Nobody could be more surprised than Miss Manners at the return, in a slightly modernized form, of the institution of arranged marriages.

It was once widely believed, at least by parents, that the major ingredients of a successful marriage were similarity of financial resources, social status and living habits. That elusive ingredient called love was, mammas and papas would explain, something that was bound eventually to grace an appropriate union, but hardly substantive enough to serve as the sole foundation for a social structure as important as marriage.

Parents were naturally more qualified to judge and check out the family and personal qualities of candidates than were the inexperienced and emotionally befuddled young themselves. But adults were never really able to persuade the young to accept this system, and even tyrannical Victorian papas knew that it was hopeless to impose their choices on their docile-looking daughters, who knew a thing or two about wearing down parents at their own hearthsides.

After a period in which parents limited their interference to providing ample opportunities for suitable candidates to meet and attempting to discourage or ratify their children's romantic choices on practical grounds, parental participation became the merest empty formality.

Love, which only the couple themselves could judge, was finally acknowledged to be the essential ingredient for successful marriage. It may have been desirable to have other common grounds, but love was supposed to be able to transcend differences, while a loveless marriage was considered doomed, no matter what the objective advantages.

Well, now look what has happened. With parents no longer allowed to provide the social life from which prospects are drawn, young people must find their own mates, according to their own qualifications.

And look at those qualifications: The classified advertisements, or the merely longingly stated requirements of the single, refer to career status, stability of personality, physical presentableness and such details of living arrangements as no ancient matchmaker would have deigned to notice -- eating and smoking habits, choice of sports and how one feels about old Humphrey Bogart movies.

If these requirements are matched, the current theory goes, love ought to follow. We are back with the exact premise of the arranged marriage, with the difference that the candidates have the unseemly task of conducting their own searches.

You would think that Miss Manners would be pleased. Although not quite the period piece that she sometimes finds it convenient to pretend, she does have a sentimental attachment to the graceful forms of the past and is generally happy to see tradition altered for modern use.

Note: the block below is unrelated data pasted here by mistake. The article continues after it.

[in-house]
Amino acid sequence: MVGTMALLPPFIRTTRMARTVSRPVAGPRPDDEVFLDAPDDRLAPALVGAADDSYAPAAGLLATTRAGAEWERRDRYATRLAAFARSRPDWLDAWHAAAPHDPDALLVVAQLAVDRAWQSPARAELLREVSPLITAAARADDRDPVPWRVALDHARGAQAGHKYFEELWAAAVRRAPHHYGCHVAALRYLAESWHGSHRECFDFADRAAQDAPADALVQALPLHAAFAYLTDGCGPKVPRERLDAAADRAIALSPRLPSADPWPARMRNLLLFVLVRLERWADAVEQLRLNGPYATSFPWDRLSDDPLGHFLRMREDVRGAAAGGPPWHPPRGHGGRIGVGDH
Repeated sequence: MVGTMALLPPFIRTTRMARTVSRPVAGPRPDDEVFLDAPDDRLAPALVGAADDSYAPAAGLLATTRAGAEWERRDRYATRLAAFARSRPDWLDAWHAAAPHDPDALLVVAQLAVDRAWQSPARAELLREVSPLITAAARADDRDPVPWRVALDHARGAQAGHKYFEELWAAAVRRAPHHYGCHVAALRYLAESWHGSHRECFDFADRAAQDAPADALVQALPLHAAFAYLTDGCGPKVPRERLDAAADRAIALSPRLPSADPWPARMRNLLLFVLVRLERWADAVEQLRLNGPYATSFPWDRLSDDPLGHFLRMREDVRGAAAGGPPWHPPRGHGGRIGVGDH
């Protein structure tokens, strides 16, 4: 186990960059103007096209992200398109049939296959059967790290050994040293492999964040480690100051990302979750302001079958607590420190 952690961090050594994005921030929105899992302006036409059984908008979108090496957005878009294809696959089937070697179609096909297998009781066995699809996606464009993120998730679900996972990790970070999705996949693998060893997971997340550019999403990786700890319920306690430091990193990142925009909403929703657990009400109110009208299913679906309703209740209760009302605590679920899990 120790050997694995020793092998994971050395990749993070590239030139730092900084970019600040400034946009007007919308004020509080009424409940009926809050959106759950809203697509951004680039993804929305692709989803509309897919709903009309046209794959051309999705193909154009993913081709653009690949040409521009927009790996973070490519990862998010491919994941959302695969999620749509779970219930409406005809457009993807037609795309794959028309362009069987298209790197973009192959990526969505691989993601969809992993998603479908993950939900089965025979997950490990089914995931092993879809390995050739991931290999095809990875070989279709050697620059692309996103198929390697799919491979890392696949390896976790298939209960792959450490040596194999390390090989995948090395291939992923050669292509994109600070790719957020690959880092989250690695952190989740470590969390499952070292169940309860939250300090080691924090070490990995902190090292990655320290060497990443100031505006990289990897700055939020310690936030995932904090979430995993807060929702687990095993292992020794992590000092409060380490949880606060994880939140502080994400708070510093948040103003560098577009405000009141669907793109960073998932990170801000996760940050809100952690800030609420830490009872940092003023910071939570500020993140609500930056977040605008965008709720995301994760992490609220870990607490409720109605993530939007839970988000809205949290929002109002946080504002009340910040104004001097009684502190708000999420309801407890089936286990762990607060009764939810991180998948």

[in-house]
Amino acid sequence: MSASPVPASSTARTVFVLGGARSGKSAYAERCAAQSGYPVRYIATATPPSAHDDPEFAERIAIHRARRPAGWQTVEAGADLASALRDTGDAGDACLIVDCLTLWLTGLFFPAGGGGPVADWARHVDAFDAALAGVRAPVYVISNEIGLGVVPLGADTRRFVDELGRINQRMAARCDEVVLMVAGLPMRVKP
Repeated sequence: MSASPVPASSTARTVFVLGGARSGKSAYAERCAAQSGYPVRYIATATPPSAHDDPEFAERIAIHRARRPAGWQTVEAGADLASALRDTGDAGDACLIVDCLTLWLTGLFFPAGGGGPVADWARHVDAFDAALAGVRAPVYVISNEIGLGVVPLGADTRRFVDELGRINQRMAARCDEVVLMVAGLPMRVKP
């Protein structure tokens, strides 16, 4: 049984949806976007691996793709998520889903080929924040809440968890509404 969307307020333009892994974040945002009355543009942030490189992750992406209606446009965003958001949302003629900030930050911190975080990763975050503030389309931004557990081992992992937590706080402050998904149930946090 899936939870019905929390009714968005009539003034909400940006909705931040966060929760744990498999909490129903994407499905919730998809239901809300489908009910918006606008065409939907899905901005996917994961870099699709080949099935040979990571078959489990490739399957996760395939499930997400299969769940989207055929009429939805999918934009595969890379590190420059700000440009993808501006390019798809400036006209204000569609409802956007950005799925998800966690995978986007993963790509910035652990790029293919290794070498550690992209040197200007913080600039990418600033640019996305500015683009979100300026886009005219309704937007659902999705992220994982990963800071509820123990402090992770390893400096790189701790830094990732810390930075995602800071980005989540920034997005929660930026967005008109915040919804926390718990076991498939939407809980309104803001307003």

But not in this case. Miss Manners has always subscribed to the romantic notion that love is erratic and inexplicable, and that the most sensible matching of requirements is no more likely to produce it than differences are to discourage it.

The concept of romance as something for which one can organize a reasoned search, as opposed to something that knocks one senseless while one is trying to go about the ordinary activities of life, repulses her. And the funny thing is that when love was not openly pursued, it always seemed to arrive anyway, with remarkable frequency and force.

Turning love into a business, in which goals are frankly declared, practical advantages shamelessly sought and techniques scrutinized for the efficiency with which they are likely to achieve quick results, strikes her as vulgar. She also notices, from the flood of loneliness and unhappiness in modern society, that it does not seem to work.

But while her sympathies were always quickly engaged on behalf of the lovers of olden times who fought for the spirit of romantic love against the materialistic cynicism of their parents, she can hardly figure out how to comfort those who inflict such tyranny upon themselves.

Q: I am a single woman expecting a baby. Would it be improper for me to send out birth announcements? Since the father and I do live together, would both our names or just my name go on them?

A: Miss Manners is always pleased to hear of a lady's wish to refrain from doing anything improper.

Yes, certainly, you may announce the birth in the name of both parents. It is not, however, customary to use the occasion to explain the relationship between the parents.

Q: My husband and I disagree about whether it is proper to eat spareribs with your fingers. I said if the sauce gets all over your hands, you should just cut the meat off. It actually ruins my meal to watch him, and I'm not that particular about table manners.

A: Miss Manners thought she was particular, but even she considers it a little extreme to cut the meat off the man's hands just because he got sauce on them.

The fact is that there is no way to eat sauce-drenched spareribs both effectively and genteelly, which is why one doesn't serve them at formal dinner parties. But the silly things are delicious, so one has them at barbecues or family-style dinners, with huge absorbent napkins and gobs of tolerance.

Q: I have read that it is proper to ask bridesmaids to pay for their own outfits, but most of mine are from out of town, and to keep the cost low I am having the dresses made by a seamstress friend, so I may initially have to pay. How do I discreetly ask them to reimburse me?

A: To keep the emotional cost low, ask your seamstress to bill your friends directly. Bridesmaids traditionally hate the dresses they are asked to wear, and while Miss Manners knows there are your best friends, she assures you that they will not be above resenting your bill-collecting.